Samsung BD-P1000 Blu-ray Disc player
The first consumer Blu-ray machine lands in the UK
For the jazz disc, the big issue was the resolution of the picture, which once again was way superior to DVD and had the edge over Sky HD. Filmed in a fairly bland-looking studio, the camera focuses on the faces and the instruments of the musicians revealing incredible levels of detail from pock-marked skin through to specks on jackets.
One rather clever feature is that the player automatically works out the maximum resolution of the TV and then tailors its performance to suit. We tested the player using Samsung's 46in 1080p LE46F71B 46 LCD TV, so it was straight 1080p output to 1080p monitor. If, however, the TV only has a resolution of up to 1080i - the maximum for many HD sets - it works to output at that level. To be honest I'm not entirely sure what level of difference it makes. There is a frothy debate online about the merits of 1080p sets over 1080i ones, with some reviewers claiming you can't see the difference.
As for sound quality, I didn't get the chance to hook up the player to a surround-sound system to test out its Dolby Digital capabilities, but its stereo performance admittedly through the TV's speakers was reasonable. The Samsung will also play a variety of other discs and most usefully it will upscale your existing DVDs to the 1080p format. Of course they don't rival Blu-ray discs in terms of image quality and resolution but as a standalone DVD player this delivers very high quality performance.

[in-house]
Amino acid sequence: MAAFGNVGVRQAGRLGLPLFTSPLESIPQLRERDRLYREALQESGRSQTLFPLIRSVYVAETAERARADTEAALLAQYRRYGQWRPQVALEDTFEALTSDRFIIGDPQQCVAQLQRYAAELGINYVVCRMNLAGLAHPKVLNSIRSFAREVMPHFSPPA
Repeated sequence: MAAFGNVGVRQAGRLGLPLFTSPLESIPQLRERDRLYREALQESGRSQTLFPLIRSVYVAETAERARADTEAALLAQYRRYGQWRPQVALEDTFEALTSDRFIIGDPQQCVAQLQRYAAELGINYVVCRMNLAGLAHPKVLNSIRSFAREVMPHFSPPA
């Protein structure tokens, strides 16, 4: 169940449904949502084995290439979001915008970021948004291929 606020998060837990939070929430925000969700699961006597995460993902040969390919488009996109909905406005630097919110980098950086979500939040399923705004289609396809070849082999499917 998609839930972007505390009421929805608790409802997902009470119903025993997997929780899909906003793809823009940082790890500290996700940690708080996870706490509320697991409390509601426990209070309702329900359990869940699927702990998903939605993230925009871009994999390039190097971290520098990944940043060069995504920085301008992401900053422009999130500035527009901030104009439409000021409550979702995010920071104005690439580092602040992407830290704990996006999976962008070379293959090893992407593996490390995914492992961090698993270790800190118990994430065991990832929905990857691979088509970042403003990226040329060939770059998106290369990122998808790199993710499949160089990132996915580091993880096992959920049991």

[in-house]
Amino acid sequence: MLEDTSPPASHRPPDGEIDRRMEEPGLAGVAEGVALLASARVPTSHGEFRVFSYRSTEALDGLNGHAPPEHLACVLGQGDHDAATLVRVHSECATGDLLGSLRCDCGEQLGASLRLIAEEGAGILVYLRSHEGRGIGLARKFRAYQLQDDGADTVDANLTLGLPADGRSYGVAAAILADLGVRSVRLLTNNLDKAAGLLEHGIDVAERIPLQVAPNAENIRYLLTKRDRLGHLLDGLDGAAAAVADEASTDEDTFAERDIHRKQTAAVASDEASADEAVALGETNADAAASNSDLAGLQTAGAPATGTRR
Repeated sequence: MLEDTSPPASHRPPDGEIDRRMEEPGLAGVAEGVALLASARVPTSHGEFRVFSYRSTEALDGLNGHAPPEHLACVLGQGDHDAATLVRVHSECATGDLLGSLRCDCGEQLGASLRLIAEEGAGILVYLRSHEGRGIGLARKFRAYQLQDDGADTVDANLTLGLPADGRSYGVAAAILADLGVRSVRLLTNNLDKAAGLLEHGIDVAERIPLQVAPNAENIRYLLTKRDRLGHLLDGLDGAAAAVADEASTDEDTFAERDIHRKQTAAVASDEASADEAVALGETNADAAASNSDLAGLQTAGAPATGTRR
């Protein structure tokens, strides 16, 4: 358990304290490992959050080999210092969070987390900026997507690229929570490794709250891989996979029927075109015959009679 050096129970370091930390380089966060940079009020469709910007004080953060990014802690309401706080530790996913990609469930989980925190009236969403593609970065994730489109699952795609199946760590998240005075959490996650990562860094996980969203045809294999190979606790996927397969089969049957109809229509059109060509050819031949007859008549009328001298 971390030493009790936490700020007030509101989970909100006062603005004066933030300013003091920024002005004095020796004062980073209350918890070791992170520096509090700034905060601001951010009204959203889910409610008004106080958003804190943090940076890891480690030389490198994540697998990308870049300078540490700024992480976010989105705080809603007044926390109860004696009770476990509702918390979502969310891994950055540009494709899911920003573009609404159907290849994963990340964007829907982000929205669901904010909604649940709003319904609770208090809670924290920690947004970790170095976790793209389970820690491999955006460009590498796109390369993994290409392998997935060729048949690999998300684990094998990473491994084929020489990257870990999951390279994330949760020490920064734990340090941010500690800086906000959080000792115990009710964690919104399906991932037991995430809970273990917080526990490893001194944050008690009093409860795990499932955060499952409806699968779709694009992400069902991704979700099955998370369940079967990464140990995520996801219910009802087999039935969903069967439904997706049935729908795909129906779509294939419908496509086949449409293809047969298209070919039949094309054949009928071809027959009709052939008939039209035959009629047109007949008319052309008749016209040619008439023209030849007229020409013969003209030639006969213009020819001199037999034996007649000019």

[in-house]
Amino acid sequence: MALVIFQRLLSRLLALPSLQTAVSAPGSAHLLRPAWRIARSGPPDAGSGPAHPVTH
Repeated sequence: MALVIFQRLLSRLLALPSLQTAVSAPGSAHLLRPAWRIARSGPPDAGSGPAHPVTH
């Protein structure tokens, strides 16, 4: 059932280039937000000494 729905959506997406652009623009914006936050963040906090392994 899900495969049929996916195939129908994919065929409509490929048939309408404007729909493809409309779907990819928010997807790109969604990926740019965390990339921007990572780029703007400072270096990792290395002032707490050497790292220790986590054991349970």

Good too is the menu system, which is not only simple to use but also has a 3D feel. Finally, the BD-P1000 is very smart looking player. The player is finished in a very strokable black piano shine - watch out for smudges! - with a front-mounted control that has a tasteful blue backlight.
You'd expect a £900 player to be rammed with features but sadly the BD-P1000 is not. You get a smart-card reader for playing your JPEGs, MPEGs and MP3s, but that's about it. And Samsung doesn't seem to have spent too much time on the remote control. It works reasonably well, but isn't especially comfortable to hold, and the menu control buttons are oddly sited.
The worst part though is that there is only a very limited range of Blu-ray titles on sale at the moment. So this player is very much for early adopters who are going to commit to the format no matter what. Unless you have to be first on the block with Blu-ray, it surely is far better to see over the next 12 months whether one of the two competing formats establishes itself as a clear winner.
One thing is for sure: with Toshiba now not launching its HD DVD players in the UK until mid-December and this player only available in fairly limited quantities, the new optical disc formats aren't going to make much impact in the UK this Christmas.
Sponsored: IBM FlashSystem V9000 product guide